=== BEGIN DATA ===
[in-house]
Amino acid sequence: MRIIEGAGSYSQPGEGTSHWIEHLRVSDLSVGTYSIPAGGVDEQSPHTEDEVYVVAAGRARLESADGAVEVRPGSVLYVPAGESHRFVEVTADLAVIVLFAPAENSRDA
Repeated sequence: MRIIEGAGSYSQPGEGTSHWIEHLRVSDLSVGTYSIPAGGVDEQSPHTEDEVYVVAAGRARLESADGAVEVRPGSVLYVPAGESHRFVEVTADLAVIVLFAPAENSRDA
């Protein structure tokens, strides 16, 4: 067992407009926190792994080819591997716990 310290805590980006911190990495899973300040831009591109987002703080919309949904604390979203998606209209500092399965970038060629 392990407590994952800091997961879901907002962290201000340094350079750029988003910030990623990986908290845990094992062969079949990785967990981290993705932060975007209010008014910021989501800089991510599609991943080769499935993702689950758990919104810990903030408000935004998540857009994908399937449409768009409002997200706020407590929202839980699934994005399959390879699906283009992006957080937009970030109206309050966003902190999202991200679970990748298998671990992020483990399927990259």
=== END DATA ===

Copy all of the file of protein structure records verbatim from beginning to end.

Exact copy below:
[in-house]
Amino acid sequence: MRIIEGAGSYSQPGEGTSHWIEHLRVSDLSVGTYSIPAGGVDEQSPHTEDEVYVVAAGRARLESADGAVEVRPGSVLYVPAGESHRFVEVTADLAVIVLFAPAENSRDA
Repeated sequence: MRIIEGAGSYSQPGEGTSHWIEHLRVSDLSVGTYSIPAGGVDEQSPHTEDEVYVVAAGRARLESADGAVEVRPGSVLYVPAGESHRFVEVTADLAVIVLFAPAENSRDA
């Protein structure tokens, strides 16, 4: 067992407009926190792994080819591997716990 310290805590980006911190990495899973300040831009591109987002703080919309949904604390979203998606209209500092399965970038060629 392990407590994952800091997961879901907002962290201000340094350079750029988003910030990623990986908290845990094992062969079949990785967990981290993705932060975007209010008014910021989501800089991510599609991943080769499935993702689950758990919104810990903030408000935004998540857009994908399937449409768009409002997200706020407590929202839980699934994005399959390879699906283009992006957080937009970030109206309050966003902190999202991200679970990748298998671990992020483990399927990259």